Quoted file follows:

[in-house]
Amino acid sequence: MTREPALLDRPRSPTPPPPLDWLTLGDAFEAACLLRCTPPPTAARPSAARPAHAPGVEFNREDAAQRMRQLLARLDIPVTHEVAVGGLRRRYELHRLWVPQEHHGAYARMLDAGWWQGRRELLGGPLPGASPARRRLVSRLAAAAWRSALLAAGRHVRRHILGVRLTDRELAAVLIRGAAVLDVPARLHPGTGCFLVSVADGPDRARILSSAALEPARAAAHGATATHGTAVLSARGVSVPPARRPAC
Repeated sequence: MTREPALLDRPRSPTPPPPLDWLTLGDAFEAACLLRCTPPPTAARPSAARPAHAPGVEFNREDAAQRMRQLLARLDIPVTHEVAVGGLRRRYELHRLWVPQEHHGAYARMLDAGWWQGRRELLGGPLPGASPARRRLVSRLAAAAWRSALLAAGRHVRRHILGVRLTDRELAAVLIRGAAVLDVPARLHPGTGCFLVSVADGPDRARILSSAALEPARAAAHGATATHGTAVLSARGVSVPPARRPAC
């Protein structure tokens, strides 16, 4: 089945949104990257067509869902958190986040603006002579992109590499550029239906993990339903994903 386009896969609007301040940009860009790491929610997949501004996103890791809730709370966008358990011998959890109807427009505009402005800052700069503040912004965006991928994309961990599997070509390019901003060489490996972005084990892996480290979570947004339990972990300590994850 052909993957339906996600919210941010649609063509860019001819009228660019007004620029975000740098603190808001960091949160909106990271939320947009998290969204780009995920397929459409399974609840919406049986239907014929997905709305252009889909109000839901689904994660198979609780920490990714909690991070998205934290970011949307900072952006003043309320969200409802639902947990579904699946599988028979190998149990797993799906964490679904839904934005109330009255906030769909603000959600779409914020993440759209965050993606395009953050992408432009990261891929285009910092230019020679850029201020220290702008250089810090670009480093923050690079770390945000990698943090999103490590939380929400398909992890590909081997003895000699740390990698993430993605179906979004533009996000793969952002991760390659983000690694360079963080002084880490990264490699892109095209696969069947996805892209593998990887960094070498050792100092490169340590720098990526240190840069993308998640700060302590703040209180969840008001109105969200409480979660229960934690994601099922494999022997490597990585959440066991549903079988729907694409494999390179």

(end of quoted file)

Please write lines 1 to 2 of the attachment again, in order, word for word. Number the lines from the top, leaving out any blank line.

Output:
[in-house]
Amino acid sequence: MTREPALLDRPRSPTPPPPLDWLTLGDAFEAACLLRCTPPPTAARPSAARPAHAPGVEFNREDAAQRMRQLLARLDIPVTHEVAVGGLRRRYELHRLWVPQEHHGAYARMLDAGWWQGRRELLGGPLPGASPARRRLVSRLAAAAWRSALLAAGRHVRRHILGVRLTDRELAAVLIRGAAVLDVPARLHPGTGCFLVSVADGPDRARILSSAALEPARAAAHGATATHGTAVLSARGVSVPPARRPAC